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Lasting Water Tightness with Self-Sealing Membranes

The need for mechanical fasteners to penetrate air barrier membranes is inevitable. Blueskin® VP100 and Blueskin® VP160 are self-adhered water resistive air barrier membranes self-seal around nails and fasteners for lasting water tightness.

Maintaining a Continuous Air Barrier

Fastener penetrations should be addressed as early in the design stage as possible as well as being noted in the construction documents. Prior to construction commencing, all contractors involved in the building envelope will need to acknowledge the treatment of these fastener penetrations.  Henry® suggests this topic be covered in a Building Envelope pre-construction meeting to clearly identify responsibilities, means and methods. It is the responsibility of the installing contractor to properly install and accept fastener installation and associated components which will interface with the air barrier membrane in order to maintain continuity in the air barrier assembly.

Self-Sealing Membrane

Henry defines the term “self-sealing” as a membrane that passes modified ASTM D1970 (section 7.9 Self Sealability of ASTM D1970) or modified ASTM E331/E547 as noted in AAMA 711 section 5.2 Water Penetration Resistance Around Nails. By virtue of the air barrier membrane’s elastomeric and/or adhesive qualities a seal may occur in two ways; around the shaft of the fastener upon penetrating the membrane and a gasketing effect created at the interface of the fastener head and the membrane. “Self-Sealing” is not to be confused with “self-healing”.  Henry makes no claims as to “self-healing”; the ability of the membrane to self-heal membrane damage or vacant fastener holes.

Screws should be self-tapping; the head must be larger in diameter than the shank. In addition, the point or self-drilling portion must be no larger in diameter than the shank. All fasteners should be driven perpendicularly to the substrate until flush with the air barrier membrane. The fastener head should be compressed firmly against the air barrier membrane to create a gasketing seal without damaging the membrane.  Do not install fasteners through air barrier membranes over unsupported areas of the substrate, like sheathing joints. Overdriven fasteners, improperly installed fasteners, defective or broken fasteners or fasteners not properly fastened into the building structure beyond the air barrier membrane should be removed and the vacated hole sealed with a Henry approved sealant prior to the installation of the cladding or veneer system.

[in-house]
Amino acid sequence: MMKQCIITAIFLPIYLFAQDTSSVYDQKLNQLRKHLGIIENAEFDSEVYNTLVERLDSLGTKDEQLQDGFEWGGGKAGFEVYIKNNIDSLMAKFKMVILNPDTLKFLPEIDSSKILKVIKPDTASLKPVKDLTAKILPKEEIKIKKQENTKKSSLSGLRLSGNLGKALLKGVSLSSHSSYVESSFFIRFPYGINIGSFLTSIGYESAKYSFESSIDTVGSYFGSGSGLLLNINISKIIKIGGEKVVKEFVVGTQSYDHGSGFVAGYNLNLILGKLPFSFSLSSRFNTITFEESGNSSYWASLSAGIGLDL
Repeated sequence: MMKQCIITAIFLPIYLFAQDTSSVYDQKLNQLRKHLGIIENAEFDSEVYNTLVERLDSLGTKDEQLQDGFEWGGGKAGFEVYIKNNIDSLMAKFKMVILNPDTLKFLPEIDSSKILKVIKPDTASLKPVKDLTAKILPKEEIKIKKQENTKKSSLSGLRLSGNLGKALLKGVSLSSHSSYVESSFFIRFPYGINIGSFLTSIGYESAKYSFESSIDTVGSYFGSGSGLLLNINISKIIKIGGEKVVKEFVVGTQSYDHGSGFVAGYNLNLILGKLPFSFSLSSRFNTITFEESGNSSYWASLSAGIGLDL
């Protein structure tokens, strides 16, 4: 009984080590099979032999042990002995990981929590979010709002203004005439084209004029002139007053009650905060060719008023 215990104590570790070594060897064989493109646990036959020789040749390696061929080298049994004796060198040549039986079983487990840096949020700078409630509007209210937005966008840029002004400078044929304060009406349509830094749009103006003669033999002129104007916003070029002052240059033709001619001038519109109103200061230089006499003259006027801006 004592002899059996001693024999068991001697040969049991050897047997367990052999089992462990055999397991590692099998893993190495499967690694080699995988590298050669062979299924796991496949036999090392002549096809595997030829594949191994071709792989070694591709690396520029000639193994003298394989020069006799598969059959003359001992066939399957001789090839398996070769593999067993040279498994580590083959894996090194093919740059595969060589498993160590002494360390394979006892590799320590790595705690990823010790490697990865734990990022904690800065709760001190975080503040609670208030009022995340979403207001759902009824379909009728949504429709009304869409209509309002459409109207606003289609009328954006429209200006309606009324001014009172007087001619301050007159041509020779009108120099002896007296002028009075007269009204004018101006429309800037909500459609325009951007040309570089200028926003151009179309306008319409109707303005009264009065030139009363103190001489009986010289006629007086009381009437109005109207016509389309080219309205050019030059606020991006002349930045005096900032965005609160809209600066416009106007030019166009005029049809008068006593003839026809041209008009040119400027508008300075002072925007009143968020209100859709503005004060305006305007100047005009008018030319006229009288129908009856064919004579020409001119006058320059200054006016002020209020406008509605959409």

If these requirements cannot be satisfactorily met, a supplemental application of a Henry approved sealant should be applied to all fasteners penetrating air barrier membranes. It has been our experience that repairs of the air barrier membrane from the negative side are ineffective and therefore vacated holes should be sealed at the air barrier side of wall.

Masonry or Concrete Walls

Masonry or concrete walls can create additional challenges to proper fastener sealing. In this case, Henry recommends all fasteners and anchors penetrating through the air barrier membrane and into masonry or concrete walls are treated and sealed with a Henry approved sealant. Where pre-drilling of the substrate is required, the resulting dirt dust and debris should be removed from the fastener hole and surrounding area to ensure best adhesion of the Henry approved sealant. The Henry approved sealant is typically installed to the area immediately adjacent to the fastener hole prior to installation of the fastener/anchor. The fastener/anchor is installed while the sealant is still wet.

Contact a Henry weatherization expert for advice and support on your next job.